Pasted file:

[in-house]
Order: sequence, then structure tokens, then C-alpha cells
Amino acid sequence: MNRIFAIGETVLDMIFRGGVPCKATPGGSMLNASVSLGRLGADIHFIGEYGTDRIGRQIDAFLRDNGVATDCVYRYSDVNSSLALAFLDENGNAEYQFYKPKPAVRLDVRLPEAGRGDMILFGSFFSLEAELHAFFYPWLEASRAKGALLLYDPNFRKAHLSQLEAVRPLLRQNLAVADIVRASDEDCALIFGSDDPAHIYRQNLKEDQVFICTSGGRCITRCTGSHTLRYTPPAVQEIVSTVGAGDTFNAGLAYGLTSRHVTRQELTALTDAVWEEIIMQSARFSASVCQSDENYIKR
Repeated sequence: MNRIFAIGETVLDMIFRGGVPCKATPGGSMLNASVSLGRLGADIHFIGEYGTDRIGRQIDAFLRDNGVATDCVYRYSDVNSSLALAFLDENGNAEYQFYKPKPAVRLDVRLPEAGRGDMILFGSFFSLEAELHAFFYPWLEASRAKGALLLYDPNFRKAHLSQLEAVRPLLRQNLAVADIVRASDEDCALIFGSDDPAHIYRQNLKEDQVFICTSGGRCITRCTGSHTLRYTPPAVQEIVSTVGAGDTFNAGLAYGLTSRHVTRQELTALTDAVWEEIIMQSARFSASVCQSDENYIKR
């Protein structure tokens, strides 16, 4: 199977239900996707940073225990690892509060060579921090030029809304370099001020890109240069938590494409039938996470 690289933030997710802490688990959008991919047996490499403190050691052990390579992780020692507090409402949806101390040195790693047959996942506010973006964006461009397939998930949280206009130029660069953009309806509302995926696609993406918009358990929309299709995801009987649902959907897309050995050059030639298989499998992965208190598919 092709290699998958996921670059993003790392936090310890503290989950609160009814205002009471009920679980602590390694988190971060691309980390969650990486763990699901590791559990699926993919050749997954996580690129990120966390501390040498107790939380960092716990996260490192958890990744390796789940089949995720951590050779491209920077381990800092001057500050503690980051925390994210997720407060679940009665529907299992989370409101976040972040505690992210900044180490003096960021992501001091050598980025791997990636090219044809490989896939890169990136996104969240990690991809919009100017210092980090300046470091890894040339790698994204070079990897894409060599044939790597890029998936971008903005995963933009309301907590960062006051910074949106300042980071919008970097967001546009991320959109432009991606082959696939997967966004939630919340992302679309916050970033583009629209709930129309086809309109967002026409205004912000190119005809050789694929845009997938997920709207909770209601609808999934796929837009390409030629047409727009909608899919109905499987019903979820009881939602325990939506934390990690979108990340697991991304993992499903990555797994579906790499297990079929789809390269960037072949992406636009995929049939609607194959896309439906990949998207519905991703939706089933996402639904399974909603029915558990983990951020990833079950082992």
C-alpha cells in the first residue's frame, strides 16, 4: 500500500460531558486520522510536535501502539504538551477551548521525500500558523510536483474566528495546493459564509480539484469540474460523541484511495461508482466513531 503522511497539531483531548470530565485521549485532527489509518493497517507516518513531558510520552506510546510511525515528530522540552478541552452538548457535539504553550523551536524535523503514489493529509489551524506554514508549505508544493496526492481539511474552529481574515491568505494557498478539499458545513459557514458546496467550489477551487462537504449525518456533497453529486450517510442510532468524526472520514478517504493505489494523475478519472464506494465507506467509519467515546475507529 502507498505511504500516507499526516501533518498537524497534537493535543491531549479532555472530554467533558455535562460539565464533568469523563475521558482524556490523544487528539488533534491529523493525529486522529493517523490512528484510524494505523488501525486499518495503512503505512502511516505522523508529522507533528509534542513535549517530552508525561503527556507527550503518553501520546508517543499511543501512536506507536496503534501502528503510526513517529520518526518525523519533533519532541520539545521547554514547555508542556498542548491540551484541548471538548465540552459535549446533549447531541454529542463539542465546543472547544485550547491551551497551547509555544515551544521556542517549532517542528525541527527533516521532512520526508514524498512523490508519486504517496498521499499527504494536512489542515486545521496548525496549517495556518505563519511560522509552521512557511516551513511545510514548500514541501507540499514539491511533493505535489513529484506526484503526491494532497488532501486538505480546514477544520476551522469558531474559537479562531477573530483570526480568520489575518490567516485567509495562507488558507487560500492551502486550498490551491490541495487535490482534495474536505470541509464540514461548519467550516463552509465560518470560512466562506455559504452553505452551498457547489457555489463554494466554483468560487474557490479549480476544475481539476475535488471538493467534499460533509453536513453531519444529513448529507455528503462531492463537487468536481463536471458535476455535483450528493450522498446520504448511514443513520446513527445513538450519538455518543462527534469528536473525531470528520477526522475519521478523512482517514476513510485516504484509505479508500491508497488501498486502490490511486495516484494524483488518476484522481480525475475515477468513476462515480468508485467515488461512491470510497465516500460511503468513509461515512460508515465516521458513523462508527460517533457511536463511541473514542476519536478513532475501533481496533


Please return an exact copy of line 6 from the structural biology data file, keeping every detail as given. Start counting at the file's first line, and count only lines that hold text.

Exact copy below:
C-alpha cells in the first residue's frame, strides 16, 4: 500500500460531558486520522510536535501502539504538551477551548521525500500558523510536483474566528495546493459564509480539484469540474460523541484511495461508482466513531 503522511497539531483531548470530565485521549485532527489509518493497517507516518513531558510520552506510546510511525515528530522540552478541552452538548457535539504553550523551536524535523503514489493529509489551524506554514508549505508544493496526492481539511474552529481574515491568505494557498478539499458545513459557514458546496467550489477551487462537504449525518456533497453529486450517510442510532468524526472520514478517504493505489494523475478519472464506494465507506467509519467515546475507529 502507498505511504500516507499526516501533518498537524497534537493535543491531549479532555472530554467533558455535562460539565464533568469523563475521558482524556490523544487528539488533534491529523493525529486522529493517523490512528484510524494505523488501525486499518495503512503505512502511516505522523508529522507533528509534542513535549517530552508525561503527556507527550503518553501520546508517543499511543501512536506507536496503534501502528503510526513517529520518526518525523519533533519532541520539545521547554514547555508542556498542548491540551484541548471538548465540552459535549446533549447531541454529542463539542465546543472547544485550547491551551497551547509555544515551544521556542517549532517542528525541527527533516521532512520526508514524498512523490508519486504517496498521499499527504494536512489542515486545521496548525496549517495556518505563519511560522509552521512557511516551513511545510514548500514541501507540499514539491511533493505535489513529484506526484503526491494532497488532501486538505480546514477544520476551522469558531474559537479562531477573530483570526480568520489575518490567516485567509495562507488558507487560500492551502486550498490551491490541495487535490482534495474536505470541509464540514461548519467550516463552509465560518470560512466562506455559504452553505452551498457547489457555489463554494466554483468560487474557490479549480476544475481539476475535488471538493467534499460533509453536513453531519444529513448529507455528503462531492463537487468536481463536471458535476455535483450528493450522498446520504448511514443513520446513527445513538450519538455518543462527534469528536473525531470528520477526522475519521478523512482517514476513510485516504484509505479508500491508497488501498486502490490511486495516484494524483488518476484522481480525475475515477468513476462515480468508485467515488461512491470510497465516500460511503468513509461515512460508515465516521458513523462508527460517533457511536463511541473514542476519536478513532475501533481496533